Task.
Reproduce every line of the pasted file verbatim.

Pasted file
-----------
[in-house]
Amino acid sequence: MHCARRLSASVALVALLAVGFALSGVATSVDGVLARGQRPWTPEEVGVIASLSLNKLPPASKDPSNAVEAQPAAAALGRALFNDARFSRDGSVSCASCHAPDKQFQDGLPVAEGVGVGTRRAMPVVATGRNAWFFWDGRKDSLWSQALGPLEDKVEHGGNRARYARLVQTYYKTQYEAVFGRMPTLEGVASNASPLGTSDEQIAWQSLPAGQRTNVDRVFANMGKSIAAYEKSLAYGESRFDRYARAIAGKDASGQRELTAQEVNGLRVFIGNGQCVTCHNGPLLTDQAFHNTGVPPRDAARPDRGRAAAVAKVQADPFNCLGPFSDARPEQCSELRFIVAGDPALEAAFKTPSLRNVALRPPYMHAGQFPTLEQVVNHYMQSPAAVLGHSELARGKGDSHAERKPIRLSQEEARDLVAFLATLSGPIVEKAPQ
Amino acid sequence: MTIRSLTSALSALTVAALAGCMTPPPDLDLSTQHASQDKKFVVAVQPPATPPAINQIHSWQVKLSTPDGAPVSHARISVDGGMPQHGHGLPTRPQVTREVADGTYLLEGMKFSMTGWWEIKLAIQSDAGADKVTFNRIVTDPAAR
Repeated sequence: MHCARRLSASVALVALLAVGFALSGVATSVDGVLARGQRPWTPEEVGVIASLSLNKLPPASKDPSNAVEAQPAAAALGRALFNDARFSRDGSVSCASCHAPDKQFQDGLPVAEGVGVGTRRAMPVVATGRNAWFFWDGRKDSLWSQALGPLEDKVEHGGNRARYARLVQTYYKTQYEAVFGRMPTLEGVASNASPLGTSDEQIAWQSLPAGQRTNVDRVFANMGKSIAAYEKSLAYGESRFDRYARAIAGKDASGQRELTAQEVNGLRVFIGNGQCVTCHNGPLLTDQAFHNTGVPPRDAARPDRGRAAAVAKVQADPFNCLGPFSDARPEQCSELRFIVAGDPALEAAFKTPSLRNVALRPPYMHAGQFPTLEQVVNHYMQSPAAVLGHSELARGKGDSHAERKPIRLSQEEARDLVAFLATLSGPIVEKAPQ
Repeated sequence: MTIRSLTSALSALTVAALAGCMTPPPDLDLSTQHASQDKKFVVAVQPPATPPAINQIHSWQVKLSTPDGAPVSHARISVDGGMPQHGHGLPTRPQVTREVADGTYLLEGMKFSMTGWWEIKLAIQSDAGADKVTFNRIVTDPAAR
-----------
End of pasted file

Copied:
[in-house]
Amino acid sequence: MHCARRLSASVALVALLAVGFALSGVATSVDGVLARGQRPWTPEEVGVIASLSLNKLPPASKDPSNAVEAQPAAAALGRALFNDARFSRDGSVSCASCHAPDKQFQDGLPVAEGVGVGTRRAMPVVATGRNAWFFWDGRKDSLWSQALGPLEDKVEHGGNRARYARLVQTYYKTQYEAVFGRMPTLEGVASNASPLGTSDEQIAWQSLPAGQRTNVDRVFANMGKSIAAYEKSLAYGESRFDRYARAIAGKDASGQRELTAQEVNGLRVFIGNGQCVTCHNGPLLTDQAFHNTGVPPRDAARPDRGRAAAVAKVQADPFNCLGPFSDARPEQCSELRFIVAGDPALEAAFKTPSLRNVALRPPYMHAGQFPTLEQVVNHYMQSPAAVLGHSELARGKGDSHAERKPIRLSQEEARDLVAFLATLSGPIVEKAPQ
Amino acid sequence: MTIRSLTSALSALTVAALAGCMTPPPDLDLSTQHASQDKKFVVAVQPPATPPAINQIHSWQVKLSTPDGAPVSHARISVDGGMPQHGHGLPTRPQVTREVADGTYLLEGMKFSMTGWWEIKLAIQSDAGADKVTFNRIVTDPAAR
Repeated sequence: MHCARRLSASVALVALLAVGFALSGVATSVDGVLARGQRPWTPEEVGVIASLSLNKLPPASKDPSNAVEAQPAAAALGRALFNDARFSRDGSVSCASCHAPDKQFQDGLPVAEGVGVGTRRAMPVVATGRNAWFFWDGRKDSLWSQALGPLEDKVEHGGNRARYARLVQTYYKTQYEAVFGRMPTLEGVASNASPLGTSDEQIAWQSLPAGQRTNVDRVFANMGKSIAAYEKSLAYGESRFDRYARAIAGKDASGQRELTAQEVNGLRVFIGNGQCVTCHNGPLLTDQAFHNTGVPPRDAARPDRGRAAAVAKVQADPFNCLGPFSDARPEQCSELRFIVAGDPALEAAFKTPSLRNVALRPPYMHAGQFPTLEQVVNHYMQSPAAVLGHSELARGKGDSHAERKPIRLSQEEARDLVAFLATLSGPIVEKAPQ
Repeated sequence: MTIRSLTSALSALTVAALAGCMTPPPDLDLSTQHASQDKKFVVAVQPPATPPAINQIHSWQVKLSTPDGAPVSHARISVDGGMPQHGHGLPTRPQVTREVADGTYLLEGMKFSMTGWWEIKLAIQSDAGADKVTFNRIVTDPAAR